Born in Rhode Island in 1915 to Chinese immigrants, Boggs graduated from Barnard College in 1935 and received her PhD from Bryn Mawr in 1940. Because she was a woman and a minority, she was unable to land a position in academia, so she turned to social justice activism. Along with her husband James Boggs, she was active in several movements, supporting labor, civil, tenants, and women's rights, NBC News reports. Boggs was one of the organizers of the 1963 march down Woodward Avenue with Dr. Martin Luther King, Jr., and the Grass Roots Leadership Conference with Malcolm X.

Boggs and her husband founded Detroit Summer, which gives kids the opportunity to participate in projects that revitalize Detroit neighborhoods, and the James and Grace Lee Boggs Center to Nurture Community Leadership. "As the child of Chinese immigrants and as a woman, Grace learned early on that the world needed changing, and she overcame barriers to do just that," President Obama said Monday. "She understood the power of community organizing at its core — the importance of bringing about change and getting people involved to shape their own destiny."

The author of several books, including The Next American Revolution — Sustainable Activism for the Twenty-First Century, she was the subject of a 2014 documentary by filmmaker Grace Lee, which aired on PBS stations across the United States. "I love that she was a woman of action and reflection, someone who learned from the past but would not get stuck in it," Lee told NBC News. Catherine Garcia

a preventable tragedy
7:34 p.m. ET

Authorities in Tennessee say an 11-year-old boy shot and killed his 8-year-old neighbor Saturday after she wouldn't let him see her puppy.

Jefferson County Sheriff Bud McCoig told The Washington Post the boy has been charged with first-degree murder in the girl's death, and the case could eventually be transferred to adult court. McCoig said each child had a puppy, but when the boy asked to see the girl's puppy and she refused, he went into his house and retrieved a 12 gauge shotgun that belonged to his father and was in an unlocked closet. He fired from inside the house, hitting the girl as she stood outside in her yard. First responders found her with a gunshot wound to the chest, McCoig said, and she later died at a local hospital.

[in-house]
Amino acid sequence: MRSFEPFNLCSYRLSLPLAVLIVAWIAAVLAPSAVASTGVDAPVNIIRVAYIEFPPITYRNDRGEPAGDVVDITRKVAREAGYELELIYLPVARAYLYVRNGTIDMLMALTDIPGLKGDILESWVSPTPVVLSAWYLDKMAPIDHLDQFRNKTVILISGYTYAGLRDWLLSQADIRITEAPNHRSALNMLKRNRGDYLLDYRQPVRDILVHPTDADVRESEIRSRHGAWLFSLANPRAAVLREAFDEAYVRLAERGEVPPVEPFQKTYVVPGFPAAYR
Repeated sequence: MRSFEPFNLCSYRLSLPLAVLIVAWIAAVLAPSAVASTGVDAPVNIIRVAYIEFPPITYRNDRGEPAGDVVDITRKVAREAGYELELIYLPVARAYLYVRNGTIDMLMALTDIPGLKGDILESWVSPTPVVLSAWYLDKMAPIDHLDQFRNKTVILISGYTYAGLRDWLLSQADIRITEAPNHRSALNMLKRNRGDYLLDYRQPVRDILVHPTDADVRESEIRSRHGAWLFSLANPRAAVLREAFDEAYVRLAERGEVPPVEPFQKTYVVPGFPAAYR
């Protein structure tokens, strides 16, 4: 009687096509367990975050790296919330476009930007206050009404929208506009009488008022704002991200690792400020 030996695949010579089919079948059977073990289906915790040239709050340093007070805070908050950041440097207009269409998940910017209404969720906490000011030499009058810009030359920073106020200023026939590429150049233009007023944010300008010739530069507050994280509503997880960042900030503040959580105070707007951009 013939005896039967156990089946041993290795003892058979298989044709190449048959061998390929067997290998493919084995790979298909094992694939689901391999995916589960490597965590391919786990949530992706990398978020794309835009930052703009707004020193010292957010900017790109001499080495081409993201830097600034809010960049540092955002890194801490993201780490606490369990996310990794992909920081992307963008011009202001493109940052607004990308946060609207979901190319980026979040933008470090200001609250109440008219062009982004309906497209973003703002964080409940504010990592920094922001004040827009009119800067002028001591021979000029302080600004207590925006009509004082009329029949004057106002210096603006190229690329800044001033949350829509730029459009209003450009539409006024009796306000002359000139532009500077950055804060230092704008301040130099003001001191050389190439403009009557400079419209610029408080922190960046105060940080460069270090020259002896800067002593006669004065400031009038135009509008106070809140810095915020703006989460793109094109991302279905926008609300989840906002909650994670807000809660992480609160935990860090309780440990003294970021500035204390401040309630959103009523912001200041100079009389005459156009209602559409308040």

McCoig did not name the children, who both attended White Pine School in White Pine, Tennessee, but Latasha Dyer told WATE her daughter McKayla was the victim. "She was a precious girl," she said. "She was a mommy's girl. No matter how bad of a mood you were in, she could always make you smile." Dyer said she went to White Pine School's principal because the boy was "making fun of her, calling her names, just being mean to her." After talking with the principal, she said, "he quit for awhile, and then all of a sudden...he shot her." Counselors are on hand to offer support to students and staff at White Pine School, and McCoig said his department is getting through the investigation "by the grace of God." Catherine Garcia

wild weather
6:56 p.m. ET
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Now that the rain that pounded the state over the weekend has stopped, officials in South Carolina say they have to start focusing on fixing the devastating damage that was done.

"I believe that things will get worse before they get better," Columbia Mayor Steve Benjamin said. "Eventually the floods will abate, but then we have to access the damage, and I anticipate that damage will probably be in the billions of dollars, and we're going to have to work to rebuild. Some peoples' lives as they know them will never be the same." South of Columbia, 20 inches of rain fell between Friday and Sunday, and due to widespread flooding, residents are being warned to stay off the road. "This is not the time to take pictures," Gov. Nikki Haley (R) said.

Across the state, nine people have died from weather-related events; five drowned after driving through floodwaters, and four were killed in car accidents, South Carolina Department of Public Safety Director Leroy Smith said. At least eight dams have failed, a spokesman for the South Carolina Emergency Management Division said, and there are "several others that are in the process of being over-topped," he told CNN. Catherine Garcia

no word from edward scissorhands
5:37 p.m. ET

NSA whistleblower Edward Snowden said he's offered to return to the U.S. to serve prison time, but that the government has not gotten back to him with a formal plea deal.

"I've volunteered to go to prison with the government many times," he reportedly told BBC's Panorama in an interview set to air Monday. "What I won't do is, I won't serve as a deterrent to people trying to do the right thing in difficult situations."

After leaking thousands of secret government documents revealing NSA processes, Snowden sought asylum in Russia in 2013. Without a plea deal, Snowden could face a life sentence under the Espionage Act if he returns to the U.S., The Guardian reports. Authorities could use a strict sentence as a deterrent to other potential government whistleblowers.

Former U.S. Attorney General Eric Holder has said a plea deal with Snowden would be a possibility, but former NSA head Michael Hayden told BBC he disagreed.

"If you're asking me my opinion, he's going to die in Moscow," Hayden said. "He's not coming home." Julie Kliegman